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Environmental contexts of smoking for Southeast Asians

Institution: Pacific Institute for Research and Evaluation
Investigator(s): Juliet Lee,
Award Cycle: 2004 (Cycle 13) Grant #: 13RT-0058H Award: $726,834
Subject Area: Epidemiology
Award Type: Research Project Awards

Initial Award Abstract
This study investigates the relationship between the social environment and smoking among Southeast Asians in California urban areas. Of U.S. states, California is home to the largest number of Southeast Asians. Although as many as 35-70% of Southeast Asians in the U.S. may smoke, there is evidence that smoking decreases among this population with increasing time in the U.S. Changes in immigrants’ tobacco use have been attributed to “acculturation.” Acculturation is a type of social change wherein people experience large-scale changes in values, beliefs and practices resulting from the meeting of two or more differing worldviews. For immigrants, these changes are usually understood to result from living in a different social environment. The precise relationship between changes in socio-cultural context and changes in tobacco use, however, remains unclear. This study proposes that tobacco use is a social practice, that changes in tobacco use reflect immigrants’ changing relationship to their social environment, and that these relationships vary by generation and gender. Through in-depth interviews with 120 male and female Laotians and Cambodians in the San Francisco Bay Area representing two generations in the U.S., together with ethnographic observations of Southeast Asian public gatherings, this three-year study will specifically investigate:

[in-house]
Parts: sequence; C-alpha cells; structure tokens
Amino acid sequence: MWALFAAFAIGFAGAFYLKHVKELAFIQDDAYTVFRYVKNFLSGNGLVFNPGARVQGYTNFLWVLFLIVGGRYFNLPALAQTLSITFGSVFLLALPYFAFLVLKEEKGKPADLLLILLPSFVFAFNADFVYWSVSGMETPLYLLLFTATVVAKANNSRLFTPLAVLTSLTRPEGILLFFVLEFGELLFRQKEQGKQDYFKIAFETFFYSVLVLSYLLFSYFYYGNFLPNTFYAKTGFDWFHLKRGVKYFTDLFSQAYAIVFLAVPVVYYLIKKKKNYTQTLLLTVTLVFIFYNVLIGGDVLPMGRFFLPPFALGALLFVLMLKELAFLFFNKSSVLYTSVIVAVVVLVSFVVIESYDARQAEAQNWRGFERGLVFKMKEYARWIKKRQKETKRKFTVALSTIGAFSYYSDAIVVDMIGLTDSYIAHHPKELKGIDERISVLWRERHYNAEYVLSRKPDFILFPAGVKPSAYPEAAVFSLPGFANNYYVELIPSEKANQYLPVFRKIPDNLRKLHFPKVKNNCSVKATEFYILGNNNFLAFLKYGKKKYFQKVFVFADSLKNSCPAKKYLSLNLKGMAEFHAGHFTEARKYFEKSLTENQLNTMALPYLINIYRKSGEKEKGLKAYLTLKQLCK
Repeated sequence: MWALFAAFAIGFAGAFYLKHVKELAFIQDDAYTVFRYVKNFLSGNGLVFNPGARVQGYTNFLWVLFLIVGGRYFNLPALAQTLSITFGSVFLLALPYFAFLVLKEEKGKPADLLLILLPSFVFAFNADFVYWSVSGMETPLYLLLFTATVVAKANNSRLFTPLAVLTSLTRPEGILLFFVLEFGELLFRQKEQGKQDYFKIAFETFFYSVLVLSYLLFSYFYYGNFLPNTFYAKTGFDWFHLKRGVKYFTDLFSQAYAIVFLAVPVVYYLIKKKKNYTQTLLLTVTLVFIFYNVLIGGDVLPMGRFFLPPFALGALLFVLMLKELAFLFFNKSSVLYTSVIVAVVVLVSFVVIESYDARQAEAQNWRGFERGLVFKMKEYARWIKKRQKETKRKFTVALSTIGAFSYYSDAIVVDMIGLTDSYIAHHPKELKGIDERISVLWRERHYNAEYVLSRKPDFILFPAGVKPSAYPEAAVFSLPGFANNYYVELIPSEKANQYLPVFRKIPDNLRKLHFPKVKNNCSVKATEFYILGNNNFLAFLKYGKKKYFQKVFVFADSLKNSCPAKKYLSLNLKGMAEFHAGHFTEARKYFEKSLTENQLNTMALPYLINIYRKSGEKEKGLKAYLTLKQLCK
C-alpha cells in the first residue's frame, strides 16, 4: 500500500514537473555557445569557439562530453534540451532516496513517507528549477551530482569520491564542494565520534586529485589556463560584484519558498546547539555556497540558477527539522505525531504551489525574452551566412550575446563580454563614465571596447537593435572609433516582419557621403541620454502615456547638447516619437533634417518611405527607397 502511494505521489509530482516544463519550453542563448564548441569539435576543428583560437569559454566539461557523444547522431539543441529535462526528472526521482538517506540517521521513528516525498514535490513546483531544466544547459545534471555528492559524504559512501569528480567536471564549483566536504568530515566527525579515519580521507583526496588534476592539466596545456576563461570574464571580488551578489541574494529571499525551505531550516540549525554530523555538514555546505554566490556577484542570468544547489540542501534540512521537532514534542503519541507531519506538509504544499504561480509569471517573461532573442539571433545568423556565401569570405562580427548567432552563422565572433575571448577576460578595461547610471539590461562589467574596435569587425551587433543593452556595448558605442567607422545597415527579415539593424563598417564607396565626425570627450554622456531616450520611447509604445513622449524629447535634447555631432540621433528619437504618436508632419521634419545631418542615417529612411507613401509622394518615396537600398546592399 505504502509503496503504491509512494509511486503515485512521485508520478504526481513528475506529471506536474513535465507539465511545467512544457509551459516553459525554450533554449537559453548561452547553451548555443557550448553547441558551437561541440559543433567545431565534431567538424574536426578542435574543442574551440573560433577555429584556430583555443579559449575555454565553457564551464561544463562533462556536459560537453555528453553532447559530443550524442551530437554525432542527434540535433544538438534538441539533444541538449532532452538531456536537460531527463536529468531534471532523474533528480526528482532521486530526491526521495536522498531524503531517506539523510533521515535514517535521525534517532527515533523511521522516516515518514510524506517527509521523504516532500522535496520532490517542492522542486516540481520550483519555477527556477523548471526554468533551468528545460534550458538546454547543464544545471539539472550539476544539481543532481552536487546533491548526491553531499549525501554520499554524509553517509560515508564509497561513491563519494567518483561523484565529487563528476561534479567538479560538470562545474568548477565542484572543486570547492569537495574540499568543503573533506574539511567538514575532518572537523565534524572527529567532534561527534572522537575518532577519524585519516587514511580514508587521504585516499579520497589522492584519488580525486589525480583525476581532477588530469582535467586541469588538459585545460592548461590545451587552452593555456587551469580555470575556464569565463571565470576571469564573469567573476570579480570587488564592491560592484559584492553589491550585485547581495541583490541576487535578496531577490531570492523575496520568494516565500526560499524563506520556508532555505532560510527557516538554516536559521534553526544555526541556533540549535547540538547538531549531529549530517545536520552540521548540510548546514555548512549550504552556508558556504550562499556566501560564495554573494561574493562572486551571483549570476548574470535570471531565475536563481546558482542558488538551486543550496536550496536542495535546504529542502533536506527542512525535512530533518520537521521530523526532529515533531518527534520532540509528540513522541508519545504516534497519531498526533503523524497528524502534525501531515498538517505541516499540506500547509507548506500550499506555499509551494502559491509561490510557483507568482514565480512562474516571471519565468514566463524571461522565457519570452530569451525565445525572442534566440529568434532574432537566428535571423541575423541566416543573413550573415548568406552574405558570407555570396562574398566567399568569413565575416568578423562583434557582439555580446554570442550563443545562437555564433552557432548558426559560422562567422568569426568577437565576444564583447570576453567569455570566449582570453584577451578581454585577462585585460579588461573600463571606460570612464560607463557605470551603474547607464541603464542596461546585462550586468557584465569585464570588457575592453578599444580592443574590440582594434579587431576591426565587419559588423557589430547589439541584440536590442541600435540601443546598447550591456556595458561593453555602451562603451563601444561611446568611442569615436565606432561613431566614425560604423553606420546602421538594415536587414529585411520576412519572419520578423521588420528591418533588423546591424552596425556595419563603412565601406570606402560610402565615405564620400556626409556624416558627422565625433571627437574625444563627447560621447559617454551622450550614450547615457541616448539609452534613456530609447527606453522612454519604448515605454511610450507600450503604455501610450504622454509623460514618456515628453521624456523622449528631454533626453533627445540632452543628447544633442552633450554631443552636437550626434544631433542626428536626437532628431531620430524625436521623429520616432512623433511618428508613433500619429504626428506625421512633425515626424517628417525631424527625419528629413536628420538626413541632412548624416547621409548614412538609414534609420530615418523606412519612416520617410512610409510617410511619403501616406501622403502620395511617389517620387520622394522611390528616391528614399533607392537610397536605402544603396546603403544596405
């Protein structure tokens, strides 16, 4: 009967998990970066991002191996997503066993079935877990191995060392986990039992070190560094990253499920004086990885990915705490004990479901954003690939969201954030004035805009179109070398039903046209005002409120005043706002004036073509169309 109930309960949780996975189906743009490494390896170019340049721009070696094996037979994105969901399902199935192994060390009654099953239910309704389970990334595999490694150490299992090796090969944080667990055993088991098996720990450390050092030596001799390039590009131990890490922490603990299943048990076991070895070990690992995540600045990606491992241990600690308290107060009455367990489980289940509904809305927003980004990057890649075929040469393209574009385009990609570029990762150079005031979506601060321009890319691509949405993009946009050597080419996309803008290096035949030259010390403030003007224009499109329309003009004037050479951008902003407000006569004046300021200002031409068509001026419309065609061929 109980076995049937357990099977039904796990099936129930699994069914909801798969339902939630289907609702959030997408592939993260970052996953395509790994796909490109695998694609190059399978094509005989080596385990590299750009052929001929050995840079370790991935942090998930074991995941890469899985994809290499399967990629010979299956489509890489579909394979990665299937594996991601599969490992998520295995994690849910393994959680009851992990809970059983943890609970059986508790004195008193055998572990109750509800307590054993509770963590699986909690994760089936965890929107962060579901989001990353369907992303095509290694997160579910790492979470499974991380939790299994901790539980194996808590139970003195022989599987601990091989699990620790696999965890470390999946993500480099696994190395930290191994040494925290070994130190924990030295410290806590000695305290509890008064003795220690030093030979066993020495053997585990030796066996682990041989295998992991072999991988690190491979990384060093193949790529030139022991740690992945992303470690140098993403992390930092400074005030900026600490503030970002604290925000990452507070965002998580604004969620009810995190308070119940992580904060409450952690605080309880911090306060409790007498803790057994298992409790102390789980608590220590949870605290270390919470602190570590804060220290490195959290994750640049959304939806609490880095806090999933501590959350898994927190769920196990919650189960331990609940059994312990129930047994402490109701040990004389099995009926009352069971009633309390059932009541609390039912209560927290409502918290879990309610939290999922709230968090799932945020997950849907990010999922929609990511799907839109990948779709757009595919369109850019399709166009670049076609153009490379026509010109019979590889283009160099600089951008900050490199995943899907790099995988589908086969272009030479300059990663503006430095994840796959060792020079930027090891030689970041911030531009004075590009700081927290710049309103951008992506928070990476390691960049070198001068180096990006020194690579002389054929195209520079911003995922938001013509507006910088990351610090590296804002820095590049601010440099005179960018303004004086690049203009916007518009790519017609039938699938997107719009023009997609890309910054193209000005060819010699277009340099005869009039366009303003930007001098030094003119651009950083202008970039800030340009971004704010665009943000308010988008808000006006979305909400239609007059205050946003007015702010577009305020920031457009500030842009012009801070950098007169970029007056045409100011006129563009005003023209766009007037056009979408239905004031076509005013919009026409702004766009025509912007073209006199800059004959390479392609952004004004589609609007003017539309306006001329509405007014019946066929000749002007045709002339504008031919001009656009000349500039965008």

• Inter-generational variation in the social meanings of smoking. The study will compare the social meaning of smoking for first and second generation Southeast Asians and for males and females by identifying categories such as ethnic identity, educational achievement, life aspirations, gender identity, and peer and family relations, and how these relate to smoking.

• Inter-generational variation in knowledge of and attitudes towards smoking. The study will assess Southeast Asians’ awareness of and attitudes towards smoking, such as: health risks related to smoking; the role of tobacco use in family, peer, school and neighborhood environments; environmental tobacco control policies such as workplace and school smoking restrictions; and second-hand smoke. These attitudes will then be compared by generation and gender.

• Inter-generational variation in smoking behaviors. The study will identify variations in smoking practices which may result from the different socio-cultural environments within which first and second generation Southeast Asians develop smoking habits. Potential variations may occur in relation to age of onset; social contexts of tobacco use; attempts to quit smoking; female smoking; smoking in public; and home smoking policies.

As such, the study addresses TRDRP research priorities in several areas: 1) The study will gather information on the smoking practices of understudied populations, in this case four subgroups of Southeast Asians for whom there is little to no information: Laotians, Cambodians, second-generation youth and women; 2) The study addresses gender-based differences in smoking by comparing tobacco use for Southeast Asian women and men; 3) The study addresses environmental factors that influence the initiation of tobacco use. The findings derived from this study may result in the design of tobacco prevention programs which more closely address young Southeast Asians’ social realities, as well as enhanced support for cessation and harm reduction efforts among this underserved California population. The study may additionally contribute to a better understanding of the relationship between smoking and social change processes for U.S. immigrants in general.